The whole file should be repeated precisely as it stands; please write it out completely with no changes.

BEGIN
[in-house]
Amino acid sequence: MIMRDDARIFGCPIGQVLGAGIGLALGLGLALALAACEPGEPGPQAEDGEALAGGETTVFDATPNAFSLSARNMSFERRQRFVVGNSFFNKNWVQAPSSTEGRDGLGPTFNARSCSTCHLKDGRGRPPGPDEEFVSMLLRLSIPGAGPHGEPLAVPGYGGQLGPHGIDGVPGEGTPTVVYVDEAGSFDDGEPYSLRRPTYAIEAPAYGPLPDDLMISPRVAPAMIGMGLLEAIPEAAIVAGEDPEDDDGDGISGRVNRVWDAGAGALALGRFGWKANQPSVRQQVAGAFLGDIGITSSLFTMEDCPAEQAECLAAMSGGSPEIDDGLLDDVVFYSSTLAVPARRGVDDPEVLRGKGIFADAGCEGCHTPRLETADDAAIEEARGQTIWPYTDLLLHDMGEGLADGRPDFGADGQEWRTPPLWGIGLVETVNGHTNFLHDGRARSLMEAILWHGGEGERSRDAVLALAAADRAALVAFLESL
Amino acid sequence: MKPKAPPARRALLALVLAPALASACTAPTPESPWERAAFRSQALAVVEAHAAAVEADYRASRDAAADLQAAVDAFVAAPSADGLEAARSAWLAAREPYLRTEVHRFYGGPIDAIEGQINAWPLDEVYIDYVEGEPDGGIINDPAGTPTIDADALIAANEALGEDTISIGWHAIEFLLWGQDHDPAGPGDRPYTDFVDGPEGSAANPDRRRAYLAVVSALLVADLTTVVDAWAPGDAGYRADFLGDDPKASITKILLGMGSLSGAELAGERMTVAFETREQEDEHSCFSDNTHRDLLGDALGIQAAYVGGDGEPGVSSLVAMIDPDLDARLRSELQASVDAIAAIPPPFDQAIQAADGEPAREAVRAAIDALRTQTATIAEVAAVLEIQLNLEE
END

[in-house]
Amino acid sequence: MIMRDDARIFGCPIGQVLGAGIGLALGLGLALALAACEPGEPGPQAEDGEALAGGETTVFDATPNAFSLSARNMSFERRQRFVVGNSFFNKNWVQAPSSTEGRDGLGPTFNARSCSTCHLKDGRGRPPGPDEEFVSMLLRLSIPGAGPHGEPLAVPGYGGQLGPHGIDGVPGEGTPTVVYVDEAGSFDDGEPYSLRRPTYAIEAPAYGPLPDDLMISPRVAPAMIGMGLLEAIPEAAIVAGEDPEDDDGDGISGRVNRVWDAGAGALALGRFGWKANQPSVRQQVAGAFLGDIGITSSLFTMEDCPAEQAECLAAMSGGSPEIDDGLLDDVVFYSSTLAVPARRGVDDPEVLRGKGIFADAGCEGCHTPRLETADDAAIEEARGQTIWPYTDLLLHDMGEGLADGRPDFGADGQEWRTPPLWGIGLVETVNGHTNFLHDGRARSLMEAILWHGGEGERSRDAVLALAAADRAALVAFLESL
Amino acid sequence: MKPKAPPARRALLALVLAPALASACTAPTPESPWERAAFRSQALAVVEAHAAAVEADYRASRDAAADLQAAVDAFVAAPSADGLEAARSAWLAAREPYLRTEVHRFYGGPIDAIEGQINAWPLDEVYIDYVEGEPDGGIINDPAGTPTIDADALIAANEALGEDTISIGWHAIEFLLWGQDHDPAGPGDRPYTDFVDGPEGSAANPDRRRAYLAVVSALLVADLTTVVDAWAPGDAGYRADFLGDDPKASITKILLGMGSLSGAELAGERMTVAFETREQEDEHSCFSDNTHRDLLGDALGIQAAYVGGDGEPGVSSLVAMIDPDLDARLRSELQASVDAIAAIPPPFDQAIQAADGEPAREAVRAAIDALRTQTATIAEVAAVLEIQLNLEE